The Netherlands is a beautiful country with a long and rich history. It also gives you easy access to the rest of Western Europe. Although not a particularly large country it does have its own distinct business culture and customs which must be adhered to if you want to be successful when conducting business in the Netherlands.
Dutch people are typically very happy and friendly people although they are also extremely to the point. They take a no nonsense straight to the point view of all matters to do with business. There will be no small talk during meetings as this is considered to be a waste of time that could be better spent elsewhere. If you ask a question you will usually receive a very direct answer such as ‘yes’ or ‘no’. Long winded answers that do not get straight to the point are not the norm in Dutch society. Asking personal questions is also a bad idea unless you are on particularly good terms with the person.
The Dutch are a very Egalitarian society so you should shake hands with everyone present at a business meeting, men and women included. If no one introduces you then you should make sure to introduce yourself. When you are leaving, it is also considered polite to shake hands with everyone present again. It is also important to note that unlike some other western European countries the Dutch introduce themselves using their last name rather than their first name.
In general, the Dutch take a relatively modest view to business attire. Unlike countries such as Italy where you are expected to wear your most expensive suit, the Dutch prefer casual, unpretentious, conservative and modest fashions. Although it is perfectly acceptable to wear a suit and tie, a sports coat, shirt and slacks is perfect acceptable. The key is to dress smartly and not look like it is casual Friday.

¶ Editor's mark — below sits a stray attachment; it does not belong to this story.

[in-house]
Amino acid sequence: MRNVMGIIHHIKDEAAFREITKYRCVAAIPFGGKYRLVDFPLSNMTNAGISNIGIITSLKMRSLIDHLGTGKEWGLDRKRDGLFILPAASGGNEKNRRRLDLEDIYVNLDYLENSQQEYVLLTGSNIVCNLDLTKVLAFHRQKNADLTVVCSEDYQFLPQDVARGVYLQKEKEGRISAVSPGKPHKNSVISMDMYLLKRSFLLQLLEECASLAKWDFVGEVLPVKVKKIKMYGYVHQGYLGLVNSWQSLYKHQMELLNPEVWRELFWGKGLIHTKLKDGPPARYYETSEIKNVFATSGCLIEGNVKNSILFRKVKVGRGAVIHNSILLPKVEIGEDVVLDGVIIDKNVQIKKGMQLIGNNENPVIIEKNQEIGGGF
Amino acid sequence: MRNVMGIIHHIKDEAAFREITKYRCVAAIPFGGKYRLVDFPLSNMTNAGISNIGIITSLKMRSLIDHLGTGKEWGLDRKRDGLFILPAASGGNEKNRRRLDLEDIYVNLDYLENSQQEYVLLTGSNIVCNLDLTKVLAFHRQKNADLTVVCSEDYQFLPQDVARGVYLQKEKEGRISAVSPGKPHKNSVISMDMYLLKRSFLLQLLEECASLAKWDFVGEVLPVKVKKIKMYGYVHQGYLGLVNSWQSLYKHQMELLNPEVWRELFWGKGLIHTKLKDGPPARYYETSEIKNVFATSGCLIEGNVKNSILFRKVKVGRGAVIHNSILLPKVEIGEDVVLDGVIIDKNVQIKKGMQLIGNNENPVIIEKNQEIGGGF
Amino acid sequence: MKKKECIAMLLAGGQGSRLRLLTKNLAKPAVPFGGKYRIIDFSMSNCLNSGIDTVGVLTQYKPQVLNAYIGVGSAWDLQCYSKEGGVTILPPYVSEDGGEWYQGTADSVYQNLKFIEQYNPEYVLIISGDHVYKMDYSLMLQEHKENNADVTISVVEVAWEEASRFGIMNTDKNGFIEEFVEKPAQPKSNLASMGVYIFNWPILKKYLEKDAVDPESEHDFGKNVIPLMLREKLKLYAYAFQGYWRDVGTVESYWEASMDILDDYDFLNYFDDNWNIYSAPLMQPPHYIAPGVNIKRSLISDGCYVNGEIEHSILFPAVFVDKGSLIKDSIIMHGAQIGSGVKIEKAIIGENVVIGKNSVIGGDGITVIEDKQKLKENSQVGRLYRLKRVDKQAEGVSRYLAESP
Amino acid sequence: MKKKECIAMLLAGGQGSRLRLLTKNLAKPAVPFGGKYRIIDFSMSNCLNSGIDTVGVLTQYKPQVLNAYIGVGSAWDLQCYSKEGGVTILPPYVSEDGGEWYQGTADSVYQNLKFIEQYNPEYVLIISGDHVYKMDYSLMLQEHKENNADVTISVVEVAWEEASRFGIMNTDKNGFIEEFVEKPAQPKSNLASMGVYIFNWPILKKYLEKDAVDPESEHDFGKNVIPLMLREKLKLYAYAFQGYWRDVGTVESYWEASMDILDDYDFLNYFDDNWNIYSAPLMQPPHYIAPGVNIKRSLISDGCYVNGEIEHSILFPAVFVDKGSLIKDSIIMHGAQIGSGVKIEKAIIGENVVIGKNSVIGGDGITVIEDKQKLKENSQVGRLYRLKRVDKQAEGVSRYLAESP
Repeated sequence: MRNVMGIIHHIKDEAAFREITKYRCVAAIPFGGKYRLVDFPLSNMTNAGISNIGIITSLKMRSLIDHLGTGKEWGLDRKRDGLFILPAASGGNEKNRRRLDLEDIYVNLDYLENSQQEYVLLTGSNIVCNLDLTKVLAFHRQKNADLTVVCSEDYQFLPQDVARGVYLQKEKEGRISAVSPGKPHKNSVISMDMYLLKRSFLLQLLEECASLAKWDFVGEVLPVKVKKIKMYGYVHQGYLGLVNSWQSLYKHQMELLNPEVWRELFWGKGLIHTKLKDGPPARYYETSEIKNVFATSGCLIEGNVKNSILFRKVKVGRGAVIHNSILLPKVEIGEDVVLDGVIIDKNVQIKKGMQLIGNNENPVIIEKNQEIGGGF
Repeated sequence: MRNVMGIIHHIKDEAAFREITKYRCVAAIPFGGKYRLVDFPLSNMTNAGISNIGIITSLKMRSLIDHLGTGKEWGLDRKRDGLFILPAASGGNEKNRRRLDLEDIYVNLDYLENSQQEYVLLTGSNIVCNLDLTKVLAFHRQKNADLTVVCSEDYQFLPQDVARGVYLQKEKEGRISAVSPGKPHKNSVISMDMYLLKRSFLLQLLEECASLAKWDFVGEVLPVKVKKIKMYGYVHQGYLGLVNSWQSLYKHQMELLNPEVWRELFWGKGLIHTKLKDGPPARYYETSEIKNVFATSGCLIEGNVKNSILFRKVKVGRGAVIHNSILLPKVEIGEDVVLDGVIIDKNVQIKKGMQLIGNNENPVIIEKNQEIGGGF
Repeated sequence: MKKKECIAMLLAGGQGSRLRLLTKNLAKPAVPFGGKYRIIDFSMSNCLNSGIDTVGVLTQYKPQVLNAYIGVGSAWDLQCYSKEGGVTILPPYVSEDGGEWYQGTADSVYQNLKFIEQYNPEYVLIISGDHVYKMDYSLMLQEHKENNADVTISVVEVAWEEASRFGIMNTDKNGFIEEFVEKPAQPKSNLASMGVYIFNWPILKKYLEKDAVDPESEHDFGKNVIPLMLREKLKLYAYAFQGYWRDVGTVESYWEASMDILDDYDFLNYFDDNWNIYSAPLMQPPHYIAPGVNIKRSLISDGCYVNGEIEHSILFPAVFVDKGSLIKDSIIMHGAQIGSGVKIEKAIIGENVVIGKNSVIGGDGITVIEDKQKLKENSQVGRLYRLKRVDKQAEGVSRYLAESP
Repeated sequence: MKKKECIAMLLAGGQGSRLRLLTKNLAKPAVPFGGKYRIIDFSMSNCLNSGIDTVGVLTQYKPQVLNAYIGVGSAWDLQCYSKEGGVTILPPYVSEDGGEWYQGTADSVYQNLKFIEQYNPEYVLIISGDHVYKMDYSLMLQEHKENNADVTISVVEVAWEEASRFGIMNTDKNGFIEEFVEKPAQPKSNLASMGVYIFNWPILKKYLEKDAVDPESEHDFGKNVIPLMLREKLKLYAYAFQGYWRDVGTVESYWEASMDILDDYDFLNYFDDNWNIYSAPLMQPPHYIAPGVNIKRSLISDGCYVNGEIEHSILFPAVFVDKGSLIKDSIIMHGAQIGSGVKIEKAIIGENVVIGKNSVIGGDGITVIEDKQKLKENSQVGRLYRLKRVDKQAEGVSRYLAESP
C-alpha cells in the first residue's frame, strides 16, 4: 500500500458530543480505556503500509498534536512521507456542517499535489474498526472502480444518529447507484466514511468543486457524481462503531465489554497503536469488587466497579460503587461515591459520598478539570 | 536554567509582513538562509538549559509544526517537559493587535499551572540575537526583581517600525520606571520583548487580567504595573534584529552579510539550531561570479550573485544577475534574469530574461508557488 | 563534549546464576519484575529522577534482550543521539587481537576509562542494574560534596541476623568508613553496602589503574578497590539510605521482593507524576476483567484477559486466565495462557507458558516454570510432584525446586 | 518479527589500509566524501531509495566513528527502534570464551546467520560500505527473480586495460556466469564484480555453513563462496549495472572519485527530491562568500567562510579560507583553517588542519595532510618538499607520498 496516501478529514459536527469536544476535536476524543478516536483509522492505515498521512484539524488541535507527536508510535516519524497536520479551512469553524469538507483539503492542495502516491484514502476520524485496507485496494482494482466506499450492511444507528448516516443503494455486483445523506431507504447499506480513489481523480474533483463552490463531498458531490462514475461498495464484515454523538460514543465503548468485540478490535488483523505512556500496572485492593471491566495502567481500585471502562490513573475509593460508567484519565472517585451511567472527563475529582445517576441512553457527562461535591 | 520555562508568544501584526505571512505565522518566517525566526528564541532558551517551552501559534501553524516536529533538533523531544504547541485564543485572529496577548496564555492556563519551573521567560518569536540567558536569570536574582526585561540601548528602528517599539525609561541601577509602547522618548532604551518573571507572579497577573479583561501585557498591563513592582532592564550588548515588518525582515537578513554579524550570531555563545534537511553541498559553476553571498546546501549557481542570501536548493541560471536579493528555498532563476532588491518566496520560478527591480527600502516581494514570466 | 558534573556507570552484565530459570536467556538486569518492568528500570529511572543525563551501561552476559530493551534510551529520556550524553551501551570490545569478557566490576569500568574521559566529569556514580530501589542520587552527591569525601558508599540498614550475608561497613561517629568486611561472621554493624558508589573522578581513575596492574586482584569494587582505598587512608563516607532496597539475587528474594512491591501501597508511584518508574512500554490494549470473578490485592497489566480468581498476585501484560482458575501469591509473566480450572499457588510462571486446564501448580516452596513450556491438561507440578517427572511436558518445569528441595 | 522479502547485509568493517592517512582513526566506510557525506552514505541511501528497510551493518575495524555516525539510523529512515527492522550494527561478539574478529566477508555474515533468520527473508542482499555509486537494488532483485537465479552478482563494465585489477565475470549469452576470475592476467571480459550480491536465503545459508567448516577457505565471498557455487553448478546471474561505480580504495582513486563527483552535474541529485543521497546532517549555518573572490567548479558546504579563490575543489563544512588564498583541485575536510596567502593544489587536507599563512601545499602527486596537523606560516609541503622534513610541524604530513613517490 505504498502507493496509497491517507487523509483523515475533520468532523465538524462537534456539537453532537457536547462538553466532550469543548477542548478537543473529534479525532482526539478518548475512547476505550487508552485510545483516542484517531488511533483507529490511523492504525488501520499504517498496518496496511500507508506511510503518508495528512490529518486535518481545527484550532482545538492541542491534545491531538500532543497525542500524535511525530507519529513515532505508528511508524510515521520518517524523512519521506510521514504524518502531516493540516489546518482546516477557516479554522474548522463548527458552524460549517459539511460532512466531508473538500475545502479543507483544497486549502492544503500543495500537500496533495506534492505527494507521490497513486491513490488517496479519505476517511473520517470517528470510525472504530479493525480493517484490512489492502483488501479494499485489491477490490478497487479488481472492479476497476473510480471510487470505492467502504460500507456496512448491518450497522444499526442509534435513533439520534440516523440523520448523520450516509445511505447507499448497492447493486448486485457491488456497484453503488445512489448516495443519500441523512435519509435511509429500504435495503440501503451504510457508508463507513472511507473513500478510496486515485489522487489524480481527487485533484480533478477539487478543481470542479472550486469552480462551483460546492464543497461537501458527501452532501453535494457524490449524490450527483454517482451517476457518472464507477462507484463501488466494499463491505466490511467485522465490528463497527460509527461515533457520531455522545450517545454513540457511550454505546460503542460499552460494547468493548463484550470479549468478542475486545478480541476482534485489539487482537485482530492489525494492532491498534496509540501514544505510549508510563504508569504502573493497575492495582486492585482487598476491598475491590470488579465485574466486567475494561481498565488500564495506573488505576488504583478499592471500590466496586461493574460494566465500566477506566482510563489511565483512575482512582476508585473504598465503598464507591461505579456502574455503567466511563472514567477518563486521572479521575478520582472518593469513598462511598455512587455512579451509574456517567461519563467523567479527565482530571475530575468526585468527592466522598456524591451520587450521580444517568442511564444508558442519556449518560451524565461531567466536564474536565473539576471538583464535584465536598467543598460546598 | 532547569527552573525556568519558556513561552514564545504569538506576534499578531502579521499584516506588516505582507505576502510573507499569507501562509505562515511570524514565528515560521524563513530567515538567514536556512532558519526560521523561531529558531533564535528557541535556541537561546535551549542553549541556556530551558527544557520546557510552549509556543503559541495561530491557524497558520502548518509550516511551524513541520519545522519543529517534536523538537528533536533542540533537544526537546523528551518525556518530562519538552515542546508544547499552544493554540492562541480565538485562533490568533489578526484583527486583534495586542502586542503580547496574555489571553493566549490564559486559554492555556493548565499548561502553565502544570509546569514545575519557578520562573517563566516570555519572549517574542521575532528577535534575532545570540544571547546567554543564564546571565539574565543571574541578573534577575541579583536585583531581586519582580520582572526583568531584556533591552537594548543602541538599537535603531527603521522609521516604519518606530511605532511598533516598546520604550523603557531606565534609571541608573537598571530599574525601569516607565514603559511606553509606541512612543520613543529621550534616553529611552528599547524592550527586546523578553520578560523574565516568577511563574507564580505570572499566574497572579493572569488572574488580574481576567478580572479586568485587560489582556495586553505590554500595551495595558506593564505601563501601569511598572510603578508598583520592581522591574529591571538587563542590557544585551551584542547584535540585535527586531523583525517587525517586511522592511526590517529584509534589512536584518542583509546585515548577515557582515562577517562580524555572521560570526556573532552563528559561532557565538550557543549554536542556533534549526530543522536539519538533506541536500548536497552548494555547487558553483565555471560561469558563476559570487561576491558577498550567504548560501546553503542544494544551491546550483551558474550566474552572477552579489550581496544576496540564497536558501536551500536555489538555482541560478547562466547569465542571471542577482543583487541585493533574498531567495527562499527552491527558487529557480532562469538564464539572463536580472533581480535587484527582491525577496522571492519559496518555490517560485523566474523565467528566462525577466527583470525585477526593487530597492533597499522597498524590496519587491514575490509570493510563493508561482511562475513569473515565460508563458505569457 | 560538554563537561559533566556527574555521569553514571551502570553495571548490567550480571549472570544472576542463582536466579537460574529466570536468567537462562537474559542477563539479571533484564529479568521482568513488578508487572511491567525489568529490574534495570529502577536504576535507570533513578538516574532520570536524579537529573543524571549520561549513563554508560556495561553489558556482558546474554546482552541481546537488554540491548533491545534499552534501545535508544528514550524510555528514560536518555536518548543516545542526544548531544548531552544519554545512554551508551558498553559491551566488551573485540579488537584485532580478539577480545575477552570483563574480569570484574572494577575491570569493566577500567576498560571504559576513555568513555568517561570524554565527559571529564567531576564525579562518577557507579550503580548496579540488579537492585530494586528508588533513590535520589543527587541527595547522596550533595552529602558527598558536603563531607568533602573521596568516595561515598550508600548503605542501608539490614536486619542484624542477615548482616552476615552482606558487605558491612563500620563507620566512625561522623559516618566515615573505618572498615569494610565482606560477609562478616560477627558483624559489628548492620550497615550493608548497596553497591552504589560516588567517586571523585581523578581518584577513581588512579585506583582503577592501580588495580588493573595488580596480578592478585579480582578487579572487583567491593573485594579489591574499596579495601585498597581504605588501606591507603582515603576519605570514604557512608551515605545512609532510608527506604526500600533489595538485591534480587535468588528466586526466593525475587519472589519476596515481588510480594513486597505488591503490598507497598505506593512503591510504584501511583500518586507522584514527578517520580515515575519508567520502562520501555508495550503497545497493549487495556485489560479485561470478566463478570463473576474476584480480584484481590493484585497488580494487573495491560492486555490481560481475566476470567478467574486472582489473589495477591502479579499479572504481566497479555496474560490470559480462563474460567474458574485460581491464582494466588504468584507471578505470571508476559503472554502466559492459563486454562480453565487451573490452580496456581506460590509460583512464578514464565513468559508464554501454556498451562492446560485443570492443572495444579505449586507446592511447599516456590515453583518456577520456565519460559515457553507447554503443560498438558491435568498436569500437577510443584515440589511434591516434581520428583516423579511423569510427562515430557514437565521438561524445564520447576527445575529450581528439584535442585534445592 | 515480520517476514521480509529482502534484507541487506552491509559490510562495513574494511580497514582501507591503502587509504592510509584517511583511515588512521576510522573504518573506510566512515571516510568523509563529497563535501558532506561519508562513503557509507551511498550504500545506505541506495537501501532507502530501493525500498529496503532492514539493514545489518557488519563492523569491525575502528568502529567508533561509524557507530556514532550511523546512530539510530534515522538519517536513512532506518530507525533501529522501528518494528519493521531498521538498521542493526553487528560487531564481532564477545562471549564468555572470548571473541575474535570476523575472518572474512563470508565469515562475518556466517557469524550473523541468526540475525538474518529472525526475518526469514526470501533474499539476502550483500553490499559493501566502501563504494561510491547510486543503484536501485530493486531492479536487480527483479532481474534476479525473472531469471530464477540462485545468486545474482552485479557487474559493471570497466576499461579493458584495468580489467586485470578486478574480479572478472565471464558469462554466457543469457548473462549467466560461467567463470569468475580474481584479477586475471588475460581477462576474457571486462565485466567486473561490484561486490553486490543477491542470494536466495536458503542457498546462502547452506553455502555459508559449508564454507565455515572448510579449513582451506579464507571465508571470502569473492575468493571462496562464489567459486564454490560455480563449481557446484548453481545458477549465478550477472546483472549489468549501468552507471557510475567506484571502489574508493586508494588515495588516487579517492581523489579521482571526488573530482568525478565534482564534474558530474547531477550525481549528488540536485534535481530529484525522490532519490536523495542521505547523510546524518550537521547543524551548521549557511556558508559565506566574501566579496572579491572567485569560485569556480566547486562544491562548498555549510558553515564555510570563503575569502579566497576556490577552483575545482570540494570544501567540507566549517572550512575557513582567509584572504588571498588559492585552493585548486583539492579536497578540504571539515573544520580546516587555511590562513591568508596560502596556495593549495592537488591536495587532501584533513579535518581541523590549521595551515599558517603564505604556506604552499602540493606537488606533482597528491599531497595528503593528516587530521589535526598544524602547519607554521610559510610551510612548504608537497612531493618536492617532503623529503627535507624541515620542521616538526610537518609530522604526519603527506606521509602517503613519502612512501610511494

It is extremely important to be punctual in the Netherlands. In a country that prides itself on getting down to business and avoiding small talk it is not surprising that punctuality is extremely important. Arrange your meetings in advance and if you are going to be late make sure you phone to let your Dutch counterpart know in advance. Although many Dutch people speak English, bringing a Dutch translator will be seen as a sign of your professionalism. It could also help to make the negotiations move that much faster and smoother.
Gifts will not usually be given or expected at an initial business meeting. Once you have developed a good personal relationship gifts may be exchanged, but it is important not to give large gifts. This could be seen as a show of your wealth and may make them uncomfortable. This kind of show of wealth is considered rude in Dutch society and as such is not generally advised. A good idea for a gift would be books or wine. If you are invited to someone’s home it is also polite to bring the hostess and children gifts.
If you follow the tips above then you should find conducting business in the Netherlands both a rewarding and interesting experience.